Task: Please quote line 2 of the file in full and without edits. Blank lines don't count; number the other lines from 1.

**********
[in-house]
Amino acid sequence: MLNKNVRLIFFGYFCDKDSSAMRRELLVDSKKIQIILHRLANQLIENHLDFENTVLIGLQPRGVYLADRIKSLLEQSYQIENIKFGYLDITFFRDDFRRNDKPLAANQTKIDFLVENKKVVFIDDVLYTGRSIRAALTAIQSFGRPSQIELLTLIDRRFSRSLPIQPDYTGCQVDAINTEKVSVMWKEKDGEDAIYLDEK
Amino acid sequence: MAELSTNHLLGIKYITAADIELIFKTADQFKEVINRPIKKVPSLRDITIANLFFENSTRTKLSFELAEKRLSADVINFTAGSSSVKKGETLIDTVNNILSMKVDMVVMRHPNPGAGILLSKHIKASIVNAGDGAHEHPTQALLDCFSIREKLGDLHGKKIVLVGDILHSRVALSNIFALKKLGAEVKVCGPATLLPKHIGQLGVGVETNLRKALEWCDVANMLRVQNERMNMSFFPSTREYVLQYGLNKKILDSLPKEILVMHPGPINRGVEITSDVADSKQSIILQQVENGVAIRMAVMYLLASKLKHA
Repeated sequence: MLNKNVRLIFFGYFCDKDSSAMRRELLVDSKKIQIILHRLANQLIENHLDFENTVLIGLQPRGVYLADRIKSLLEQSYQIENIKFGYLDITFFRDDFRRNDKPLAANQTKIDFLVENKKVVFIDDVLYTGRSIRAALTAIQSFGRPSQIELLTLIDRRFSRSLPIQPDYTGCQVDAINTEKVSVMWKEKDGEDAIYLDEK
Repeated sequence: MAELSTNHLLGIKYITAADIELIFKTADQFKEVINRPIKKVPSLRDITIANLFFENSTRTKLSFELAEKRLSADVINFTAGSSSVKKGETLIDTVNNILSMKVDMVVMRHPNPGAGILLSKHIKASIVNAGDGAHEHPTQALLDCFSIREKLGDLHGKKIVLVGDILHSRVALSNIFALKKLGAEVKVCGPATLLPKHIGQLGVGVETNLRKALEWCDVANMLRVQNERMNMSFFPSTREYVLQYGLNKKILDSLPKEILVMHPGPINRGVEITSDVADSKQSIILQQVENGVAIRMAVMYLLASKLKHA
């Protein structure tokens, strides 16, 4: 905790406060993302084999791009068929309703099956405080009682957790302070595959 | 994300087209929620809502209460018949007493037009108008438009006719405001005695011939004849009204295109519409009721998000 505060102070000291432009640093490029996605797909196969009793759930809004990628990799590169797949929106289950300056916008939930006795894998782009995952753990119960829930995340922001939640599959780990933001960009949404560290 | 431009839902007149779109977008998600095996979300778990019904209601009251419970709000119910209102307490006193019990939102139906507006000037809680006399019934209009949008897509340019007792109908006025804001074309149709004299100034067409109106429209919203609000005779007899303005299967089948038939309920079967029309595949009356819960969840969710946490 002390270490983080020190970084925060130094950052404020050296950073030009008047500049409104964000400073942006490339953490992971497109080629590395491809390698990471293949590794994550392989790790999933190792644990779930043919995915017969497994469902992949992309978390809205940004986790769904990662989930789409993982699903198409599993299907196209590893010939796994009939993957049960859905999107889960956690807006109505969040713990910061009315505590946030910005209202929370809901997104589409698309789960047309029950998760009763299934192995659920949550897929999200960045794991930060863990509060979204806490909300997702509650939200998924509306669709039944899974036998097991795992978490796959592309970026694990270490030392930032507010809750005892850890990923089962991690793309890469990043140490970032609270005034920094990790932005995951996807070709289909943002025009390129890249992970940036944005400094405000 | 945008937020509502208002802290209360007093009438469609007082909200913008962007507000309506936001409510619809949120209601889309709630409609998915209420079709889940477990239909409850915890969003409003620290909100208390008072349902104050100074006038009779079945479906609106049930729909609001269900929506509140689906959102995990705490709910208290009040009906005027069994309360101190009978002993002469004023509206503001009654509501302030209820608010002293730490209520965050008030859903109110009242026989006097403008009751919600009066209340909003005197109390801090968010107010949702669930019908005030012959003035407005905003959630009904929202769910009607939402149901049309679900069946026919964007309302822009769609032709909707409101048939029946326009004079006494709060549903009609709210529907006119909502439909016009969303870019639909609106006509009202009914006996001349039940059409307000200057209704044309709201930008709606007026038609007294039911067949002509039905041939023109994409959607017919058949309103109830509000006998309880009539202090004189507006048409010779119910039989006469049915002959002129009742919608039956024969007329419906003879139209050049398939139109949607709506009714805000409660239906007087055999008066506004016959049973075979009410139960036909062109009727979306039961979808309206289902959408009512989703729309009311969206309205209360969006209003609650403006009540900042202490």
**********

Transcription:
Amino acid sequence: MLNKNVRLIFFGYFCDKDSSAMRRELLVDSKKIQIILHRLANQLIENHLDFENTVLIGLQPRGVYLADRIKSLLEQSYQIENIKFGYLDITFFRDDFRRNDKPLAANQTKIDFLVENKKVVFIDDVLYTGRSIRAALTAIQSFGRPSQIELLTLIDRRFSRSLPIQPDYTGCQVDAINTEKVSVMWKEKDGEDAIYLDEK